The European Commission is considering a new registry to register all possessions of citizens. This should include not only properties in the form of real estate, land and shares, but also assets such as precious metals, crypto coins, jewelry, works of art, cars and boats. This is according to a new document entitled 'Feasibility Study for a European asset registry'.
According to the European Commission, such a registry is necessary to prevent tax evasion and money laundering. It gives the authorities more information to map out money flows. From the text of the proposal:
"The collection of data and the interconnection of registers is an important tool under EU law to speed up the access of competent authorities to financial information and facilitate cross-border cooperation. This project will explore different options for collecting information with a view to creating an asset register that can then be used for a future policy initiative.
It will look at how to analyze information from different sources on asset ownership (e.g., land registries, corporate registries, trust and foundation registries, central securities holding companies, etc.) and how to design, implement, and maintain an asset register. ) and what the design, scope and challenges of such a Union asset register might look like. It will also consider whether data on the ownership of other assets, such as crypto currencies, works of art, real estate and gold, can be included in the register."
Although only a proposal, this is a particularly worrying development. It gives governments even more insight into the assets of citizens, on top of the information they already collect. It is striking that the proposal only highlights the interests of governments, supervisors, banks and NGOs and does not take into account the interests of European citizens. Also, the proposal does not make clear why a more detailed registration of assets is necessary.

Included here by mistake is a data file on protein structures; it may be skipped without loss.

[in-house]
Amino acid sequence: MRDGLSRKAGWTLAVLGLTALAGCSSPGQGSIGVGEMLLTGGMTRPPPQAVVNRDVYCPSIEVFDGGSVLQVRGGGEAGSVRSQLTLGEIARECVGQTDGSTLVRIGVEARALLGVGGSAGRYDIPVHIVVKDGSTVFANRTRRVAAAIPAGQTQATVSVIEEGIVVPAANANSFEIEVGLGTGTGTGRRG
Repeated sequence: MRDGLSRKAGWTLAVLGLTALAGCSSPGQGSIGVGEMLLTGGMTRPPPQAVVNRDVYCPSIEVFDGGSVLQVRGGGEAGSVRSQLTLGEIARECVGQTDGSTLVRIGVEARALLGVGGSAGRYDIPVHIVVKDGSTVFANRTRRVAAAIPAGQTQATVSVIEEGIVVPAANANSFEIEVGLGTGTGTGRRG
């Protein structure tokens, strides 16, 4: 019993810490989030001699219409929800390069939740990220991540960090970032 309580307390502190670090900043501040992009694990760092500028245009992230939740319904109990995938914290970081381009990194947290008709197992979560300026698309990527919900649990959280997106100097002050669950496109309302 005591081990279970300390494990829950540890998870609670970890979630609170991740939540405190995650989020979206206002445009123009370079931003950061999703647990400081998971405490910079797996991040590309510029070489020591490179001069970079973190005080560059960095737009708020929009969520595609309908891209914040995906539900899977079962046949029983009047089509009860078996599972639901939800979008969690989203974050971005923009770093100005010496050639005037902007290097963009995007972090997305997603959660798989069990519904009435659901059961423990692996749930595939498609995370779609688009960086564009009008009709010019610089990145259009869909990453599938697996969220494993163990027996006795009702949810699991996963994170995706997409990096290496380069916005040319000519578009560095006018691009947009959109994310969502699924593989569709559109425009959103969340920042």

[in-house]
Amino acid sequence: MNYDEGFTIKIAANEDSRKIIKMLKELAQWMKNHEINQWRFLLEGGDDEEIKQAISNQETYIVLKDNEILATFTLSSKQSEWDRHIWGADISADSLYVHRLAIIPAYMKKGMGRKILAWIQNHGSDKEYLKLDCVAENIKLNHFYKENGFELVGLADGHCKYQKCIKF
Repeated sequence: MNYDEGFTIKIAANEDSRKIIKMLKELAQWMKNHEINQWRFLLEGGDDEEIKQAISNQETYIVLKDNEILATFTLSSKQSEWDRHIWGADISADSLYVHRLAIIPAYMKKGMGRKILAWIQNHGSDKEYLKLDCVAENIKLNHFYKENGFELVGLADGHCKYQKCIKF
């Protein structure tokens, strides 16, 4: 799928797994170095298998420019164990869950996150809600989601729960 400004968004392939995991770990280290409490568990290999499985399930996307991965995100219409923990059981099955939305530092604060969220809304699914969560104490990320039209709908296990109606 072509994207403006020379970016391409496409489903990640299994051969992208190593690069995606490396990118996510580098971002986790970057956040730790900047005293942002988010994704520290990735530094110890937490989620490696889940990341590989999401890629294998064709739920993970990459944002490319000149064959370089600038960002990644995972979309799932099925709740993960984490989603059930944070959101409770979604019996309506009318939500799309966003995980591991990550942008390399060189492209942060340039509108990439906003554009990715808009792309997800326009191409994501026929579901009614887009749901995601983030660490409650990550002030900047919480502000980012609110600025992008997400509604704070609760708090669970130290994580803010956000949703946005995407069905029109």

Under the guise of money laundering and terrorism, such a register further erodes the freedom and privacy of citizens. Governments use it as an excuse to exercise more control over their own population. There is therefore fierce criticism of the proposal from various quarters. According to German politician Markus Ferber, the European Commission is going beyond its remit. "These plans are totally disproportionate. The relationship between the citizen and the state reminds me of China, not of EU member states.
The German newspaper Die Welt concludes that with this register all holdings of gold and bitcoins will become traceable, while the Austrian newspaper Die Presse reminds of a chapter from Orwell 1984. According to the Austrian Kroner Zeitung, such a registration of assets is impractical and also very costly. According to the German magazine Focus, the EU wants to map the assets of all people down to the last cent:
"If this register were to come about, the consequences are obvious. For example, for politically disliked citizens - and this does not only include criminals - it will become much more difficult in the future to continue their activities. These may include investigative journalists or whistleblowers, for example, who are threatened with more targeted reprisals.
The control of money flows, investments and assets is contrary to human dignity. Under the guise of preventing money laundering, we are all being vetted. Now is the time for civil disobedience. People need to take to the streets, like the yellow shirts in France."
Asset mapping is another step in tightening controls on citizens. Earlier, the European Commission called for stricter supervision of crypto currency providers. It wants to register all crypto addresses so that anonymous transactions will end. Also this summer, the European Commission drafted a directive to prohibit transactions of more than €10,000 in cash throughout the European Union. A worrying development, even for savers who have nothing to hide.
Translated with www.DeepL.com/Translator